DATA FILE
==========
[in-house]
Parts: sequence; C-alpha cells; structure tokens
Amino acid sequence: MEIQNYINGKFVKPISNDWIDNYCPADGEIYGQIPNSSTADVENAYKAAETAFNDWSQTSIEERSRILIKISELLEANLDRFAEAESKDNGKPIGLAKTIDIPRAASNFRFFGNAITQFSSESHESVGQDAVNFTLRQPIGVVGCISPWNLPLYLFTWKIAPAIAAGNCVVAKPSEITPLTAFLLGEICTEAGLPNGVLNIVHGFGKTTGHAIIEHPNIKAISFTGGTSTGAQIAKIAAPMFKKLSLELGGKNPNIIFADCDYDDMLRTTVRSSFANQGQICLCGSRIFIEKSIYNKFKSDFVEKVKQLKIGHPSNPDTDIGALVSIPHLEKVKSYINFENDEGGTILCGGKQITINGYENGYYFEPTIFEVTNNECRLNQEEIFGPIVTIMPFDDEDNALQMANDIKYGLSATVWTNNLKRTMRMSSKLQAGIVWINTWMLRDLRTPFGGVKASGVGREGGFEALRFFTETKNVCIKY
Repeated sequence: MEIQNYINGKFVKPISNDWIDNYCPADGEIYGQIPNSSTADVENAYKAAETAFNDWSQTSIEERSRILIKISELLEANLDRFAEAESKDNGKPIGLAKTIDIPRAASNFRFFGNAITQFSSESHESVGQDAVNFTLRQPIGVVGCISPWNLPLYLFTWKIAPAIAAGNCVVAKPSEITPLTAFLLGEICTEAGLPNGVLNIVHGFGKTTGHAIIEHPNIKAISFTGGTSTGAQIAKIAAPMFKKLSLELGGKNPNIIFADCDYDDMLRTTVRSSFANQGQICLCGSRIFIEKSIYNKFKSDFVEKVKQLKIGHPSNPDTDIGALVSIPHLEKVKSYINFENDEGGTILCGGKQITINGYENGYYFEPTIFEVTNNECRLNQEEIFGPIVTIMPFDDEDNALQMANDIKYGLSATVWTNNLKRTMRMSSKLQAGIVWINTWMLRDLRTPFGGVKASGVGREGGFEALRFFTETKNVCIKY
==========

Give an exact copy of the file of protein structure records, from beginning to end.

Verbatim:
[in-house]
Parts: sequence; C-alpha cells; structure tokens
Amino acid sequence: MEIQNYINGKFVKPISNDWIDNYCPADGEIYGQIPNSSTADVENAYKAAETAFNDWSQTSIEERSRILIKISELLEANLDRFAEAESKDNGKPIGLAKTIDIPRAASNFRFFGNAITQFSSESHESVGQDAVNFTLRQPIGVVGCISPWNLPLYLFTWKIAPAIAAGNCVVAKPSEITPLTAFLLGEICTEAGLPNGVLNIVHGFGKTTGHAIIEHPNIKAISFTGGTSTGAQIAKIAAPMFKKLSLELGGKNPNIIFADCDYDDMLRTTVRSSFANQGQICLCGSRIFIEKSIYNKFKSDFVEKVKQLKIGHPSNPDTDIGALVSIPHLEKVKSYINFENDEGGTILCGGKQITINGYENGYYFEPTIFEVTNNECRLNQEEIFGPIVTIMPFDDEDNALQMANDIKYGLSATVWTNNLKRTMRMSSKLQAGIVWINTWMLRDLRTPFGGVKASGVGREGGFEALRFFTETKNVCIKY
Repeated sequence: MEIQNYINGKFVKPISNDWIDNYCPADGEIYGQIPNSSTADVENAYKAAETAFNDWSQTSIEERSRILIKISELLEANLDRFAEAESKDNGKPIGLAKTIDIPRAASNFRFFGNAITQFSSESHESVGQDAVNFTLRQPIGVVGCISPWNLPLYLFTWKIAPAIAAGNCVVAKPSEITPLTAFLLGEICTEAGLPNGVLNIVHGFGKTTGHAIIEHPNIKAISFTGGTSTGAQIAKIAAPMFKKLSLELGGKNPNIIFADCDYDDMLRTTVRSSFANQGQICLCGSRIFIEKSIYNKFKSDFVEKVKQLKIGHPSNPDTDIGALVSIPHLEKVKSYINFENDEGGTILCGGKQITINGYENGYYFEPTIFEVTNNECRLNQEEIFGPIVTIMPFDDEDNALQMANDIKYGLSATVWTNNLKRTMRMSSKLQAGIVWINTWMLRDLRTPFGGVKASGVGREGGFEALRFFTETKNVCIKY